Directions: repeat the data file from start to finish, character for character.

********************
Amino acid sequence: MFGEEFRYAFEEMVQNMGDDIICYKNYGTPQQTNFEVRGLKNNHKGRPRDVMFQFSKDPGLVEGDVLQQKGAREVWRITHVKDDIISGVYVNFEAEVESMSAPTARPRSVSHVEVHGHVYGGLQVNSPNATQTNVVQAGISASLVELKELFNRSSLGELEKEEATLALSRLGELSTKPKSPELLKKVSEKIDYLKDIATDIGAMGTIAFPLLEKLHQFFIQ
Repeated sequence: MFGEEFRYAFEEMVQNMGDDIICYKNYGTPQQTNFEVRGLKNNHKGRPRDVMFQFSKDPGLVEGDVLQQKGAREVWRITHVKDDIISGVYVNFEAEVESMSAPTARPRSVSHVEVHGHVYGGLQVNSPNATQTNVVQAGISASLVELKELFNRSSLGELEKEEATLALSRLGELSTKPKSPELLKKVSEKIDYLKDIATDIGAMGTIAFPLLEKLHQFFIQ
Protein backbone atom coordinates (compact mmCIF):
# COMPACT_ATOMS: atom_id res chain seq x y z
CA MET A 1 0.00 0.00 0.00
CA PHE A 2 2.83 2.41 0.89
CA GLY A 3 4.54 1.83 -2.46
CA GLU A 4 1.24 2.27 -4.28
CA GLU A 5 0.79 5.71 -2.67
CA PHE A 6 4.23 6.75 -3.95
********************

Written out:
Amino acid sequence: MFGEEFRYAFEEMVQNMGDDIICYKNYGTPQQTNFEVRGLKNNHKGRPRDVMFQFSKDPGLVEGDVLQQKGAREVWRITHVKDDIISGVYVNFEAEVESMSAPTARPRSVSHVEVHGHVYGGLQVNSPNATQTNVVQAGISASLVELKELFNRSSLGELEKEEATLALSRLGELSTKPKSPELLKKVSEKIDYLKDIATDIGAMGTIAFPLLEKLHQFFIQ
Repeated sequence: MFGEEFRYAFEEMVQNMGDDIICYKNYGTPQQTNFEVRGLKNNHKGRPRDVMFQFSKDPGLVEGDVLQQKGAREVWRITHVKDDIISGVYVNFEAEVESMSAPTARPRSVSHVEVHGHVYGGLQVNSPNATQTNVVQAGISASLVELKELFNRSSLGELEKEEATLALSRLGELSTKPKSPELLKKVSEKIDYLKDIATDIGAMGTIAFPLLEKLHQFFIQ
Protein backbone atom coordinates (compact mmCIF):
# COMPACT_ATOMS: atom_id res chain seq x y z
CA MET A 1 0.00 0.00 0.00
CA PHE A 2 2.83 2.41 0.89
CA GLY A 3 4.54 1.83 -2.46
CA GLU A 4 1.24 2.27 -4.28
CA GLU A 5 0.79 5.71 -2.67
CA PHE A 6 4.23 6.75 -3.95